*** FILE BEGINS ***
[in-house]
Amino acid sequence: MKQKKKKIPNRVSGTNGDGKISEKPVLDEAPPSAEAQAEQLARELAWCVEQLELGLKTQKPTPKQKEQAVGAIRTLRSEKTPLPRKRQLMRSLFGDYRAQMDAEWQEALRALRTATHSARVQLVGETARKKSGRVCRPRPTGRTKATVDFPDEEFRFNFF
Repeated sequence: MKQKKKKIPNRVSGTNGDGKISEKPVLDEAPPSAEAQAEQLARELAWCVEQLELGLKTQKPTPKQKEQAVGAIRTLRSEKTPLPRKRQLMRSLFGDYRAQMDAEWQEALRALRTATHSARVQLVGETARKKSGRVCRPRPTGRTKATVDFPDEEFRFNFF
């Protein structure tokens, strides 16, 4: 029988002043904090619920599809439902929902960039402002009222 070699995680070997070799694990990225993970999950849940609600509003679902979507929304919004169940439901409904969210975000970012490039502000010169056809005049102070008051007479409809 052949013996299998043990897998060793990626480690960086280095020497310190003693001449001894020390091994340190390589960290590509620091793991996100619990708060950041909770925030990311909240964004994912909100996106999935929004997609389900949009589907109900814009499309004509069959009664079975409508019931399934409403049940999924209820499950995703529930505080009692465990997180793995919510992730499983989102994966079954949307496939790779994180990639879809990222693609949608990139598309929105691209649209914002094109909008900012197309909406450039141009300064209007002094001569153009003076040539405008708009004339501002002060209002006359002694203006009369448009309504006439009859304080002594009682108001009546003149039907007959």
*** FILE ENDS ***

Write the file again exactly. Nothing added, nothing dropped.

[in-house]
Amino acid sequence: MKQKKKKIPNRVSGTNGDGKISEKPVLDEAPPSAEAQAEQLARELAWCVEQLELGLKTQKPTPKQKEQAVGAIRTLRSEKTPLPRKRQLMRSLFGDYRAQMDAEWQEALRALRTATHSARVQLVGETARKKSGRVCRPRPTGRTKATVDFPDEEFRFNFF
Repeated sequence: MKQKKKKIPNRVSGTNGDGKISEKPVLDEAPPSAEAQAEQLARELAWCVEQLELGLKTQKPTPKQKEQAVGAIRTLRSEKTPLPRKRQLMRSLFGDYRAQMDAEWQEALRALRTATHSARVQLVGETARKKSGRVCRPRPTGRTKATVDFPDEEFRFNFF
């Protein structure tokens, strides 16, 4: 029988002043904090619920599809439902929902960039402002009222 070699995680070997070799694990990225993970999950849940609600509003679902979507929304919004169940439901409904969210975000970012490039502000010169056809005049102070008051007479409809 052949013996299998043990897998060793990626480690960086280095020497310190003693001449001894020390091994340190390589960290590509620091793991996100619990708060950041909770925030990311909240964004994912909100996106999935929004997609389900949009589907109900814009499309004509069959009664079975409508019931399934409403049940999924209820499950995703529930505080009692465990997180793995919510992730499983989102994966079954949307496939790779994180990639879809990222693609949608990139598309929105691209649209914002094109909008900012197309909406450039141009300064209007002094001569153009003076040539405008708009004339501002002060209002006359002694203006009369448009309504006439009859304080002594009682108001009546003149039907007959």